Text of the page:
As you near the end of your school year, it’s more important than ever to change up how you review any of the skills you want your students to retain over the summer. If you’re using Shurley English, there are many ways to add a twist to almost any concept you want to reinforce.
Earlier in the year, we showed you how to make Grammar Necklaces with the parts of speech. Here's a variation of this activity that I like to call "Team Building Sentences." (Team Building/Building Sentences...see what I did there?!?) Here's what you need to get started:
Supplies Needed: yarn, construction paper, markers, stapler or tape
1. Fold a sheet of construction paper in half over the yarn.
2. Staple or tape the outside edges to keep the yarn in place.
3. Write words on the construction paper. The more choices you offer, the more fun your kids will have! Be sure to have samples from all eight parts of speech. Here are some examples to get you started:
a, an, the
bug, lizard, leaf, log, rock
creepy, slimy, brown, scary, hairy, fuzzy, wet
under, over, around, inside
scuttled, oozed, crept, slithered, zig-zagged
Now, you can utilize these word necklaces in a variety of ways. Here are a few ideas:
1. With students wearing the word necklaces, arrange them in front of your classroom or learning space in a scrambled order. Then, when you say “Go!” have them rearrange themselves so that the necklaces create a complete sentence. You may even want to spice up the competition by giving them a time limit. Students who aren’t wearing the necklace can be the audience first, and then have everyone switch roles after one turn.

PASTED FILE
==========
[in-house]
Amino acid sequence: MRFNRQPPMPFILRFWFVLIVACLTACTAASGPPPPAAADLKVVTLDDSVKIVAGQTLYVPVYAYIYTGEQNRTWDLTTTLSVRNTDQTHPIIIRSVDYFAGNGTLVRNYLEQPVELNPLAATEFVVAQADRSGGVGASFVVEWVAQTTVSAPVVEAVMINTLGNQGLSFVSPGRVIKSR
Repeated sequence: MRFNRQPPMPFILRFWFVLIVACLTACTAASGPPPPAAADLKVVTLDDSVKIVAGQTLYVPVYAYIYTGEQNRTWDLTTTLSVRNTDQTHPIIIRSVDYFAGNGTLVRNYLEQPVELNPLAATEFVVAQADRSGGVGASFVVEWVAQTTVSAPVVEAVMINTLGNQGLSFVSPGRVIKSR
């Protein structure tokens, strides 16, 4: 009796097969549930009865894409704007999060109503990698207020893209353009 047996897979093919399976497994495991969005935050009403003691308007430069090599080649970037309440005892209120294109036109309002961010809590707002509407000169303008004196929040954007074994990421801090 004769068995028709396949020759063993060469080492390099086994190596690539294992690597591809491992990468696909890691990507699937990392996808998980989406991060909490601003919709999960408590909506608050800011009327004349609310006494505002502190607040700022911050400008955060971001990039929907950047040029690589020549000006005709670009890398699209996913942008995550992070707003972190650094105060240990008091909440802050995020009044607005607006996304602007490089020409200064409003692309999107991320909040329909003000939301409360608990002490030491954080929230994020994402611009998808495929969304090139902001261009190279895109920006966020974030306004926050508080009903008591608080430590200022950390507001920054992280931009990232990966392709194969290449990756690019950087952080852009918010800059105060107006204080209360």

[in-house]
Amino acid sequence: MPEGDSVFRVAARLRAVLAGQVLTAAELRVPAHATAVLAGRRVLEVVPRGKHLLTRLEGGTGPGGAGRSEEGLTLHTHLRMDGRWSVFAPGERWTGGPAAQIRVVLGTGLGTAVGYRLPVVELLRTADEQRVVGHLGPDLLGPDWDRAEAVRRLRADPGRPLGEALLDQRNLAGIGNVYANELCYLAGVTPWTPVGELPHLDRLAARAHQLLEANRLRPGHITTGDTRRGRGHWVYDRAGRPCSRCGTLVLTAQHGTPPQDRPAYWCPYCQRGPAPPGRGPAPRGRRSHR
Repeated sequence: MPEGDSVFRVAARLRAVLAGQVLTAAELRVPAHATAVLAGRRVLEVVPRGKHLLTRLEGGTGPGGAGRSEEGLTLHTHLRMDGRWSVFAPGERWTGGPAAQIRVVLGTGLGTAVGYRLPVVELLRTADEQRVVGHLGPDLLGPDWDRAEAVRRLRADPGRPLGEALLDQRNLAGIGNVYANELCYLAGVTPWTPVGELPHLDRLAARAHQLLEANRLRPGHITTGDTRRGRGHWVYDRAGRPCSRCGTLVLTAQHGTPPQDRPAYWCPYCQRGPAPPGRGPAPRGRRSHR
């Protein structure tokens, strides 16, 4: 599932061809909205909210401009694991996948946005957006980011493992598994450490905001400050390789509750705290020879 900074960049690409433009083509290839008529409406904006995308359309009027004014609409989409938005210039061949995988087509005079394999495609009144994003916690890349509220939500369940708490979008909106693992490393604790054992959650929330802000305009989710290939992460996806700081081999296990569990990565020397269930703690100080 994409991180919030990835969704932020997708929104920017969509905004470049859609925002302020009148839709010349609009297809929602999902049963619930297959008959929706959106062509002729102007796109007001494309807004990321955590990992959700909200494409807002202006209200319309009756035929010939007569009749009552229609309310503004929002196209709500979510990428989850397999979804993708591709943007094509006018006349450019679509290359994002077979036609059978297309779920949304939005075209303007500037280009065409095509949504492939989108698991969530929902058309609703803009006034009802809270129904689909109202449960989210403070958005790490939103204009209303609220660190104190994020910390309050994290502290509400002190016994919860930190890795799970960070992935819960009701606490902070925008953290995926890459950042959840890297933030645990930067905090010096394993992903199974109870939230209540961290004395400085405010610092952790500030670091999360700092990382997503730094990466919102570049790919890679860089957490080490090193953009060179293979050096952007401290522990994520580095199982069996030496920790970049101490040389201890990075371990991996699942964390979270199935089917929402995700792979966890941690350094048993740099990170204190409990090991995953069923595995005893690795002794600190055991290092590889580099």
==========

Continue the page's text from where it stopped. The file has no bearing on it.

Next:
2. To help build teamwork skills, have your students who are “wearing the words” to collaborate and assemble their own sentences by traveling around, linking arms with other suitable partners whose words will help them build a great sentence. Be sure to have punctuation signs available that are not on necklaces, but displayed where they can be selected and used to make the sentences complete.
After you have verified that a correct sentence has been created, it’s time to jazz it up a bit by having students experiment with the four sentence types taught in Shurley English: declarative, interrogative, imperative, and exclamatory. Students will get a great grammar workout by arranging and re-arranging the “human sentences” so that each kind of sentence is created, using the same words.
The possibilities are endless! Feel free to share your ideas with us by using the comment section below.